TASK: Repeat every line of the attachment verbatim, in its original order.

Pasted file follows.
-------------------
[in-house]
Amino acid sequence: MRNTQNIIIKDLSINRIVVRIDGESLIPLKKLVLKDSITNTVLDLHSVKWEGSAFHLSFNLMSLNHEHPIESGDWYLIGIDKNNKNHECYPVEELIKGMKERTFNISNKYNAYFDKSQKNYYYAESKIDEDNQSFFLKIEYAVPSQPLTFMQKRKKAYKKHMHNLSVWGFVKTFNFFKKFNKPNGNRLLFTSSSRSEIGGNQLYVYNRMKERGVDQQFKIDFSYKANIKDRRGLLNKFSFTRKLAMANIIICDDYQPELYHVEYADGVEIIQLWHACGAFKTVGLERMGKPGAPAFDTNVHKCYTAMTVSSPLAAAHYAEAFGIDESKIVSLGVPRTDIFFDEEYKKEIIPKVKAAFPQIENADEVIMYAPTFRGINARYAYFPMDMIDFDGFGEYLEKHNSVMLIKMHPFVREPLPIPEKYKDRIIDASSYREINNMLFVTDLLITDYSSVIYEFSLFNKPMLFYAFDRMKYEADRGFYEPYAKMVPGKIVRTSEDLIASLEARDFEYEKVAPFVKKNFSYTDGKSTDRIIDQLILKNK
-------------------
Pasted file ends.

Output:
[in-house]
Amino acid sequence: MRNTQNIIIKDLSINRIVVRIDGESLIPLKKLVLKDSITNTVLDLHSVKWEGSAFHLSFNLMSLNHEHPIESGDWYLIGIDKNNKNHECYPVEELIKGMKERTFNISNKYNAYFDKSQKNYYYAESKIDEDNQSFFLKIEYAVPSQPLTFMQKRKKAYKKHMHNLSVWGFVKTFNFFKKFNKPNGNRLLFTSSSRSEIGGNQLYVYNRMKERGVDQQFKIDFSYKANIKDRRGLLNKFSFTRKLAMANIIICDDYQPELYHVEYADGVEIIQLWHACGAFKTVGLERMGKPGAPAFDTNVHKCYTAMTVSSPLAAAHYAEAFGIDESKIVSLGVPRTDIFFDEEYKKEIIPKVKAAFPQIENADEVIMYAPTFRGINARYAYFPMDMIDFDGFGEYLEKHNSVMLIKMHPFVREPLPIPEKYKDRIIDASSYREINNMLFVTDLLITDYSSVIYEFSLFNKPMLFYAFDRMKYEADRGFYEPYAKMVPGKIVRTSEDLIASLEARDFEYEKVAPFVKKNFSYTDGKSTDRIIDQLILKNK